Traditional processing methods, carried out by a Jellyfish Master, involve a 20 to 40 day multi-phase procedure in which the umbrella and oral arms are treated with a mixture of table salt and alum, and compressed. The gonads and mucous membranes are removed prior to salting. Processing reduces liquidation, off-odors and the growth of spoilage organisms, and makes the jellyfish drier and more acidic, producing a "crunchy and crispy texture." Jellyfish prepared this way retain 7-10% of their original, raw weight, and the processed product contains approximately 95% water and 4-5% protein, making it a relatively low calorie food. Freshly processed jellyfish has a white, creamy color and turns yellow or brown during prolonged storage.
In China, processed jellyfish are desalted by soaking in water overnight and eaten cooked or raw. The dish is often served shredded with a dressing of oil, soy sauce, vinegar and sugar, or as a salad with vegetables. In Japan, cured jellyfish are rinsed, cut into strips and served with vinegar as an appetizer. Desalted, ready-to-eat products are also available.
Fisheries have begun harvesting cannonball jellyfish along the southern Atlantic coast of the United States and in the Gulf of Mexico for export to Asian nations.
In 1961, green fluorescent protein (GFP) was discovered in the jellyfish Aequorea victoria by scientists studying bioluminescence. This protein has since become a quite useful tool in biology. Its use is mainly for scientists studying in which tissues genes are expressed. The technique, using genetic engineering, fuses the gene of interest to the gene of GFP. The fused DNA is then put into a cell, to generate either a cell line or (via IVF techniques) an entire animal bearing the gene. In the cell or animal, the artificial gene gets turned on in the same tissues and the same time as the normal gene. But instead of making the normal protein, the gene makes GFP. One can then find out what tissues express that protein -- or at what stage of development -- by shining light on the animal or cell, and looking for the green fluorescence. The fluorescence shows where the gene of interest is expressed. Jellyfish are also harvested for their collagen, which can be used for a variety of scientific applications including the treatment of rheumatoid arthritis.
Jellyfish are commonly displayed in aquaria in many countries. Often the tank's background is blue and the animals are illuminated by side light to produce a high contrast effect. In natural conditions, many jellies are so transparent that they are almost impossible to see.
Holding jellyfish in captivity presents other problems. For one, they are not adapted to closed spaces. They depend on currents to transport them from place to place. To compensate for this, professional exhibits feature precise water flows, typically in circular tanks to prevent specimens from becoming trapped in corners. The Monterey Bay Aquarium uses a modified version of the kreisel (German for "spinning top") for this purpose.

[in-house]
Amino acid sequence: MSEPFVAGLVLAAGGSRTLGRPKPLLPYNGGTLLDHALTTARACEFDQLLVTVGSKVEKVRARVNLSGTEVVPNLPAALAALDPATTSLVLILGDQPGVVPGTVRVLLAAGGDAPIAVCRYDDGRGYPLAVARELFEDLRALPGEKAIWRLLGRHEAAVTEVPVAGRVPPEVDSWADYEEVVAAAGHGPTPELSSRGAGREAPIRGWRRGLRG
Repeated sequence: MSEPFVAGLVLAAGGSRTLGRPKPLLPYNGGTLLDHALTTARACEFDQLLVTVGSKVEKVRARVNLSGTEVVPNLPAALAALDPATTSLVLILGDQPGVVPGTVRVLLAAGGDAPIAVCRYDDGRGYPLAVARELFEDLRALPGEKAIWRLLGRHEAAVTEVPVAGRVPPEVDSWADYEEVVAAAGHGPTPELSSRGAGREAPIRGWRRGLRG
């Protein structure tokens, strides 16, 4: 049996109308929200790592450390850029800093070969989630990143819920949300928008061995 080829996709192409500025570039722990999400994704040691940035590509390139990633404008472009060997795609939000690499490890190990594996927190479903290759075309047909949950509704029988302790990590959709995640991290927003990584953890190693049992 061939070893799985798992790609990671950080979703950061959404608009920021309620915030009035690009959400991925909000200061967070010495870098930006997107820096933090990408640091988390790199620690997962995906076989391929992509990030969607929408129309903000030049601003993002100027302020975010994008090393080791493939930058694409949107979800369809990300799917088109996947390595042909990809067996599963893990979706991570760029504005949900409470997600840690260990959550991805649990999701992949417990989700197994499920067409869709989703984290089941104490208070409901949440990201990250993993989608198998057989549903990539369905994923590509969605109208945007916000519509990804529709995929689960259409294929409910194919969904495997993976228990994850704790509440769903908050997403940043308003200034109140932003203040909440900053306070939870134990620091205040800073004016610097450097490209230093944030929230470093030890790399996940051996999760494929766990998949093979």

When stung by a jellyfish, first aid may be needed immediately. The stings of Scyphozoan jellyfish are not generally deadly, though some species of the completely separate class Cubozoa (box jellyfish), such as the famous and especially toxic Irukandji, can be fatal. However, even nonfatal jellyfish stings are known to be extremely painful. Serious stings may cause anaphylaxis and may result in death. Hence, people stung by jellyfish must get out of the water to avoid drowning. In serious cases, advanced professional care must be sought. This care may include administration of an antivenin and other supportive care such as required to treat the symptoms of anaphylactic shock.
There are three goals of first aid for uncomplicated jellyfish stings: prevent injury to rescuers, inactivate the nematocysts, and remove any tentacles stuck on the patient. To prevent injury to rescuers, barrier clothing should be worn. This protection may include anything from panty hose to wet suits to full-body sting-proof suits. Inactivating the nematocysts, or stinging cells, prevents further injection of venom into the patient.
Vinegar (3 to 10% aqueous acetic acid) should be applied for box jellyfish stings. Vinegar, however, is not recommended for Portuguese Man o' War stings. In the case of stings on or around the eyes, vinegar may be placed on a towel and dabbed around the eyes, but not in them. Salt water may also be used in case vinegar is not readily available. Fresh water should not be used if the sting occurred in salt water, as a change in tonicitycan cause the release of additional venom. Rubbing the wound, or using alcohol, spirits, ammonia, or urine will encourage the release of venom and should be avoided. A strange but effective method of treatment of stings is meat tenderizer which efficiently removes the nematocysts. Though often not available, a shower or bath as hot as can be tolerated can neutralize stings. However, if hypothermia is suspected this method may cause other serious complications.
Once deactivated, the stinging cells must be removed. This can be accomplished by picking off tentacles left on the body. First aid providers should be careful to use gloves or another readily available barrier device to prevent personal injury, and to follow standard universal precautions. After large pieces of the jellyfish are removed, shaving cream may be applied to the area and a knife edge, safety razor, or credit card may be used to take away any remaining nematocysts.
Beyond initial first aid, antihistamines such as diphenhydramine (Benadryl) may be used to control skin irritation (pruritus). To remove the venom in the skin, apply a paste of baking soda and water and apply a cloth covering on the sting. If possible, reapply paste every 15-20 minutes. Ice can be applied to stop the spread of venom until either of these is available.
Systematics within the Cnidaria, as with all organisms, are always in flux. Many scientists who work on relationships between these groups are reluctant to assign ranks, although there is general agreement on the different groups, regardless of their absolute rank. Presented here is one scheme, which includes all groups that produce medusae (jellyfish), derived from several expert sources: